Remove ad inviting Muslims to gamble, MCMC tells Facebook

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The Malaysian Communications and Multimedia Commission (MCMC) has communicated with media platform providers such as Facebook, Twitter and YouTube to remove advertisements that invite Muslims to gamble to get funds for the “balik kampung” trip in conjunction with the Aidilfitri celebration.

In a statement today, MCMC said the content would be removed in accordance with the terms of service, as well as the community standards set by the overseas-based media platform providers.

The statement was issued following a two-minute video advertisement by a gambling company, which went viral on social media sites, inviting netizens to earn extra money for the Aidilfitri celebration by using the company’s service.

The commission said the parties involved, such as the production team, should be more sensitive and not be complicit in activities that promote online gambling, which is clearly against the law.

“Production of the content is subject to the Communications and Multimedia Content Code, which should be complied with by those involved in the production and distribution of content,” it said.

MCMC said in the freedom to provide content, providers should follow a content code that is in line with the norms of a pluralistic Malaysian society.

It said the act of disseminating the content would only directly help those involved in spreading messages that promote gambling, which could be detrimental to the Malaysian community.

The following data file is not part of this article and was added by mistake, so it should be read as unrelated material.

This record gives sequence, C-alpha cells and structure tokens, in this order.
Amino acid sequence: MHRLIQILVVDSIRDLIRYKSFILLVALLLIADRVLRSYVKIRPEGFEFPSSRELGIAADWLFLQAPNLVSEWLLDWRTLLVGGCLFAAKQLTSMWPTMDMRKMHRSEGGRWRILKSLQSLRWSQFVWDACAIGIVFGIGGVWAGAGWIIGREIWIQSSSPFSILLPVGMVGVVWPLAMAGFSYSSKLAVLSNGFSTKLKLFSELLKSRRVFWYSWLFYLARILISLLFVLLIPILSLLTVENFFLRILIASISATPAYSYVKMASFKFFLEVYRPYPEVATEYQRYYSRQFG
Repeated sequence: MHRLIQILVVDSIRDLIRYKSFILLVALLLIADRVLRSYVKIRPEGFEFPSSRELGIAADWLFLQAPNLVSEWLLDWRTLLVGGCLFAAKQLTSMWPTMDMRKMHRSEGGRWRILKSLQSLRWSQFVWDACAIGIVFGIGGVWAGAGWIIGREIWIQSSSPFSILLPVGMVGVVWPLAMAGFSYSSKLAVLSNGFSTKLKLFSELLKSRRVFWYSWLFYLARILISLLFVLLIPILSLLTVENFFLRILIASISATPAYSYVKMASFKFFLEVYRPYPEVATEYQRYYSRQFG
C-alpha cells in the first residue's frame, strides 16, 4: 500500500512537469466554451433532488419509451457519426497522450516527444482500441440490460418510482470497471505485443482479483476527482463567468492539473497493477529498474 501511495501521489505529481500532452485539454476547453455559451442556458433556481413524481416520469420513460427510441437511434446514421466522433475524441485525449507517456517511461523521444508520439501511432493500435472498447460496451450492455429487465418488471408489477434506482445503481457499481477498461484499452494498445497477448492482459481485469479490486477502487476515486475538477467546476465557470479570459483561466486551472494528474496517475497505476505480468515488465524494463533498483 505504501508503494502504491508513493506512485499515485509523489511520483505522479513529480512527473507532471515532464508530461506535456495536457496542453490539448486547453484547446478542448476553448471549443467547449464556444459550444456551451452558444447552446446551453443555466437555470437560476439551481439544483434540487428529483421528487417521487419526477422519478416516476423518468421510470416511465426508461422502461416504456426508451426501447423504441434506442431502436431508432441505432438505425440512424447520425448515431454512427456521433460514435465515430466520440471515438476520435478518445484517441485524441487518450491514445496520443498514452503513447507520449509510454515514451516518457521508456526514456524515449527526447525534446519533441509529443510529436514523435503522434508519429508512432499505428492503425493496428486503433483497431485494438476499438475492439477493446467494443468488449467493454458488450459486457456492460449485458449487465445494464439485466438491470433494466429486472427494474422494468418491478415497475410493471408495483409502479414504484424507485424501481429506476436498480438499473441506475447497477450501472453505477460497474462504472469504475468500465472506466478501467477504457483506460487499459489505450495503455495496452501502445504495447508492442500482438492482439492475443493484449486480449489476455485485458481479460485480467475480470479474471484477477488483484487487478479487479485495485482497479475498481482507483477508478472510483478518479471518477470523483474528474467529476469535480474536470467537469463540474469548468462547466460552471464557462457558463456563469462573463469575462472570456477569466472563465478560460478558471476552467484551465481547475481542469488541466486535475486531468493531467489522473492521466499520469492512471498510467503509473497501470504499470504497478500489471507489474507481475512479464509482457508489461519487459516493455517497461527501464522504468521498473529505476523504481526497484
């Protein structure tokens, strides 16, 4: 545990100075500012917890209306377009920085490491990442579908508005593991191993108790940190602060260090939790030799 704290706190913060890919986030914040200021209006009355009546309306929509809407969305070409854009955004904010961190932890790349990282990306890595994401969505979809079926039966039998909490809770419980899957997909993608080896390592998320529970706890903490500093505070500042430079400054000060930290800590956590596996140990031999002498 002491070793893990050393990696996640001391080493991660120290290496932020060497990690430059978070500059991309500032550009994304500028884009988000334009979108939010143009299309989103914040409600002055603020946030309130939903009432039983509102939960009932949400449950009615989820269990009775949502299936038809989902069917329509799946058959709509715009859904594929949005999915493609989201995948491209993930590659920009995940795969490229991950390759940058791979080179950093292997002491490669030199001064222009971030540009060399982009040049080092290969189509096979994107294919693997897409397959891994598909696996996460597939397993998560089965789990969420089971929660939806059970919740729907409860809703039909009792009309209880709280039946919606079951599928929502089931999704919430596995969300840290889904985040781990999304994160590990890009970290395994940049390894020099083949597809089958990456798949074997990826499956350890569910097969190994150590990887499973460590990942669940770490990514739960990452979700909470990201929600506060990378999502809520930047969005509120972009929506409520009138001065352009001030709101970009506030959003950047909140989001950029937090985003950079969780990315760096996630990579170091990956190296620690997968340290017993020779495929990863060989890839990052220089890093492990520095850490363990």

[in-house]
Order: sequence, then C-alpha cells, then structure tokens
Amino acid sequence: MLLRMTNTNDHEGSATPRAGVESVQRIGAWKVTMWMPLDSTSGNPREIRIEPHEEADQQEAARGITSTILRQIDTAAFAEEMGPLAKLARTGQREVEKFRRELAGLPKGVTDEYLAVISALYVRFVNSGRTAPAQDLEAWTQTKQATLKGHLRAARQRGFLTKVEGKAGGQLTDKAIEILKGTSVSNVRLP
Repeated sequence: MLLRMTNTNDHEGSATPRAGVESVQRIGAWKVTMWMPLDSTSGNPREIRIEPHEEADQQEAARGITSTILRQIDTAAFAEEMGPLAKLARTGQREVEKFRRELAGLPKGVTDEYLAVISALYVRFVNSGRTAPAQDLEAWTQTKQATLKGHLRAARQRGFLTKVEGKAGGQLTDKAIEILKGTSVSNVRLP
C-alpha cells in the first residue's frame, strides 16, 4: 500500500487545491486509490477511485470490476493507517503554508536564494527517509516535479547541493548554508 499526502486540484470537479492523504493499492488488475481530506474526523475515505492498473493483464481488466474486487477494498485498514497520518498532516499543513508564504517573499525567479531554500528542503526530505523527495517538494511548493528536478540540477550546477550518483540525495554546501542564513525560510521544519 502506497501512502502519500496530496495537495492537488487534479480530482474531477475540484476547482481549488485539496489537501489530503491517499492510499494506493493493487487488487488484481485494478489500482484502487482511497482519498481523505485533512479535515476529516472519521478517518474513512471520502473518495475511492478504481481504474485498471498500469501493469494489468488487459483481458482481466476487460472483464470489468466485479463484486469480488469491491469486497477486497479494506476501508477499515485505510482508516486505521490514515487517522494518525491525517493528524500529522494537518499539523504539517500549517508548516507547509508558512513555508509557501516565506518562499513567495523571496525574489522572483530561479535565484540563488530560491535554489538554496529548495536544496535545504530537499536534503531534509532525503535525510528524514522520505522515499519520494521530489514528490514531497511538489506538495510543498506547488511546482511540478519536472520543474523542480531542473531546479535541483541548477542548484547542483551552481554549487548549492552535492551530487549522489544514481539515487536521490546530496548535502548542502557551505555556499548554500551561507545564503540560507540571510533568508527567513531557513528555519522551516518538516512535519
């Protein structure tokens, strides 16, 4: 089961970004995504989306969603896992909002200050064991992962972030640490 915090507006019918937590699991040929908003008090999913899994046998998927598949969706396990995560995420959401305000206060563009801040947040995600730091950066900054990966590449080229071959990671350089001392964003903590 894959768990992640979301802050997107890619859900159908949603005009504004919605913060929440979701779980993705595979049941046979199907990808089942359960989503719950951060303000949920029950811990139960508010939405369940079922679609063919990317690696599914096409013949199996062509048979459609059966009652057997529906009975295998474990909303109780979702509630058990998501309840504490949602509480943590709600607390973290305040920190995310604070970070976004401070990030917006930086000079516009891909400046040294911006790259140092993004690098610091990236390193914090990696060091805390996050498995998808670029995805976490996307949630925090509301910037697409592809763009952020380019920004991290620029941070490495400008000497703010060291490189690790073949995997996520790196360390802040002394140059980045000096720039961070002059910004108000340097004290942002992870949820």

“Social media users should also be more responsible by reporting such matters directly to the authorities for action instead of disseminating the content,” it said.

According to MCMC, online gambling activities and promotions are subject to the Common Gaming Houses Act 1953, which is under the jurisdiction of the Royal Malaysia Police (PDRM).

Meanwhile, the police will be calling in the producer and actors suspected to be involved in the viral video promoting online gambling.

Deputy Inspector-General of Police Datuk Seri Acryl Sani Abdullah Sani said the content of the video was clearly against the law.

He said the police investigations would focus more on the producer and actors who starred in the video.

“We will identify them, and they will be called in to give their statement on the matter,” he said in a statement today.

Bernama

Acryl Sani said Bukit Aman Criminal Investigation Department has lodged a report to investigate the origin of this video.

He said the Communications and Multimedia Commission (MCMC) would also be contacted to assist in the investigation, adding that the case would be investigated under Section 504 of the Penal Code and Section 4 (1) (g) of the Open Gambling House Act.

“The public is advised not to circulate or share this video through social media so as not to stir public concern,” he said.

The two-minute Hari Raya Aidilfitri-themed video clip, promoting online gambling, had been making its rounds on social media since yesterday.

In the video, two actresses were seen wearing traditional baju kurung while there was also a woman wearing a hijab.

The ad is by GDBet333, which calls itself “Malaysia’s top and trusted online casino”. It offers live dealer betting, slot games, online poker and 4D lotteries.

Its Raya commercial features a catchy Raya song and depicts a Muslim man looking for money to go back for Hari Raya.

The company then plugs its product and the catchy lyrics says how easy it is to get money.

The chorus goes: “GDBet333 ada, apa nak tunggu, marilah cuba, untung nasibmu, engkau berjaya, cuci semua, kemudian beraya” (“GDBet33 is here, what are you waiting for, try it, if you’re lucky, clean sweep and then celebrate Raya” in Malay).

The clip was uploaded on YouTube last week by the local online casino platform but has since been removed for violating community guidelines.

The clip has been viewed more than 300,000 times on Twitter.

Social media users have been sharing the video online which many say is inappropriate, especially for those who are fasting during Ramadan.

In Islam, gambling is strictly forbidden.

Others pointed out that the ad was misleading for teaching Muslims to use winnings from their gambling habit to celebrate Hari Raya.